Photo by: Chris Shields
A brief look at a very happy long-term filmic relationship
By Shawn Stone
not that our various local Capital Region communities lack
the glamour, notoriety or historical relevance to be considered
Hollywood-worthy, but it’s always a shock whenever there’s
a mention of Albany, Schenectady or Troy in a movie or on
TV. No matter whether it’s an episode of Will & Grace
(Grace is from Schenectady) or a classic film, it’s a kick.
There’s a catch, however: The references usually aren’t very
flattering. In His Girl Friday, Cary Grant can’t hide
his sarcasm over his ex-wife settling down with her soon-to-be
husband (and dear mother-in-law) in Albany: “That will
be nice.” In Dames, Joan Blondell uses her need to
escape the implied desolation of Troy to justify blackmailing
a businessman out of his train compartment: “Have you ever
been to Troy?” And Schenectady? Schenectady is the
punch line of a Jack Benny wisecrack, or the place where a
teenage murder victim is from on Law & Order. (At
least the Electric City has Will & Grace.)
However, there’s no surprise when the reference is to Saratoga
Springs. Being the home of the storied Saratoga Race Course
gives mentions of the Spa City, whether in Ocean’s Eleven
or Guys and Dolls, a certain cache. And more to the
point, relevance—beyond busting on the upstate hicks, that
is. Saratoga is danger (back in the day, when gamblers and
gangsters came around) and elegance (way back in the day,
and today, as a favored playground of the wealthy). And, of
a matter of glamour. Saratoga is the place where, on screen,
Clark Gable and Jean Harlow fell in love for the last time,
and Loren Dean danced Nicole Kidman around the beaux-arts
glory of the Hall of Springs in Billy Bathgate. It’s
where, in real life, Hollywood legends Fred Astaire and Douglas
Fairbanks, Jr. made their last film appearances, in Ghost
Story, and Robert Redford directed Kristin Scott Thomas
and Scarlett Johansson in The Horse Whisperer. (Where
were you in 1997? The latter event made everyone—including
the local reporters, print and TV—so giddy it was embarrassing.)
As a movie location, the other cities around the region have
come into their own over the last two decades. Saratoga Springs
has been popular with filmmakers since the very beginning.
Naturally, the thoroughbred track has been the most sought-after
location. In 1914, Paramount sent a crew to the race course
to film the climax to the racing melodrama His Last Dollar.
The film no longer exists, but yes, the “last dollar” was
bet on a winning horse—and you can bet he finished in the
money. The track also figured prominently in The Homestretch,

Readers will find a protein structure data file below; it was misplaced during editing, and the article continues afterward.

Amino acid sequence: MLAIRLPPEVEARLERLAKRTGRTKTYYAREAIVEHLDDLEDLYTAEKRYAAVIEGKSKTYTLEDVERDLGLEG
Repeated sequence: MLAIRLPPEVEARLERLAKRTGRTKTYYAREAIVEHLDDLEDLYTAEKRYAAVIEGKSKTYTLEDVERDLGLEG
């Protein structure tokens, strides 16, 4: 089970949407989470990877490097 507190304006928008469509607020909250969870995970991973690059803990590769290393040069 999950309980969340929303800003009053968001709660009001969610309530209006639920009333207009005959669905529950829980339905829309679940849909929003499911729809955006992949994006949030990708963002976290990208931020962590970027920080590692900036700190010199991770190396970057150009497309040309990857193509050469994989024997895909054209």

a 1947 release that starred Maureen O’Hara, and presented
the race course alongside England’s Ascot as one of the best
in the world. It has been featured in movies as separated
by time as The Racing Strain (1918, lost) and the recent,
much-loved Oscar-nominee Seabiscuit.
Once in town, however, director Gary Ross and his Seabiscuit
crew took advantage of Canfield Casino’s nearby location for
filming, too. Billy Bathgate, Robert Benton’s film
about gangster Dutch Schultz, hit the trifecta, filming at
the track, in the Hall of Springs and at various outside locations
in the state park.
One of the folks who has helped this tradition continue is
Linda Toohey, executive vice president of the Saratoga County
Chamber of Commerce, and longtime commissioner of the former
Saratoga Film Commission (recently merged into the Capital-Saratoga
Film Commission). The commission has successfully marketed
the various facets of the Saratoga region, from the downtown
architecture to the Saratoga Spa State Park, and from the
Gideon Putnam to, of course, the track. Toohey has been involved
in bringing projects to town and supporting them for 24 years.
With Seabiscuit, Toohey notes that they didn’t even
use Saratoga as Saratoga: The race course served as a stand-in
for a West Coast track. “We have the most architecturally
realistic track,” she explains. Most other courses of the
same or even newer vintage have been altered beyond recognition,
but Saratoga’s race course is well-preserved.
there is a major motion picture,” Toohey explains, “we pretty
much drop everything” to work on it. Does this mean there’s
a bias against smaller films? No, she explains, the commission
would like to support independent film production, too.
Finally, alone of all the local cities, Saratoga has a film
named after itself. (Obviously, the recent epic Troy
doesn’t count.) Saratoga, made by MGM in 1937, is a
frothy comedy about a gambler (Clark Gable), an old coot (Lionel
Barrymore), the old coot’s lovely daughter (Jean Harlow) and
the old coot’s race horse. Though mostly made in Hollywood,
the race scenes were indeed filmed at the track. And though
a hint of sadness is attached to the film—Harlow died near
the end of production, and a double was used to complete some
scenes—Saratoga still managed capture the elegant spirit
of the city.
PARK (Saratoga Springs, 587-3241). Tue: Robanic Reggae (7
SARATOGA PERFORMING ARTS CENTER (Saratoga Springs, tickets:
476-1000). Sun: John Mayer, Maroon 5, DJ Logic. Mon: Rush.
ALLEY BAR (Long Alley Road, Saratoga, 587-9766). Sun: karaoke
with Wayne from King Entertainment. Tue: karaoke with Mark
BAILEY’S (Phila and Putnam streets, Saratoga Springs, 583-6060).
Thu: Rick Bolton, Dwyer Sisters. Fri: Acoustic Circus. Sat:
Stylus Groove. Sun: Richie Ortiz. Wed: Torey and the Rough.
BRINDISI’S RESTAURANT (390 Broadway, Saratoga Springs, 587-6262).
Fri: the Bluz House Rockers. Sat: Johnny Rapp. Sun: Fletcher’s
Band. Mon: Al Bruno.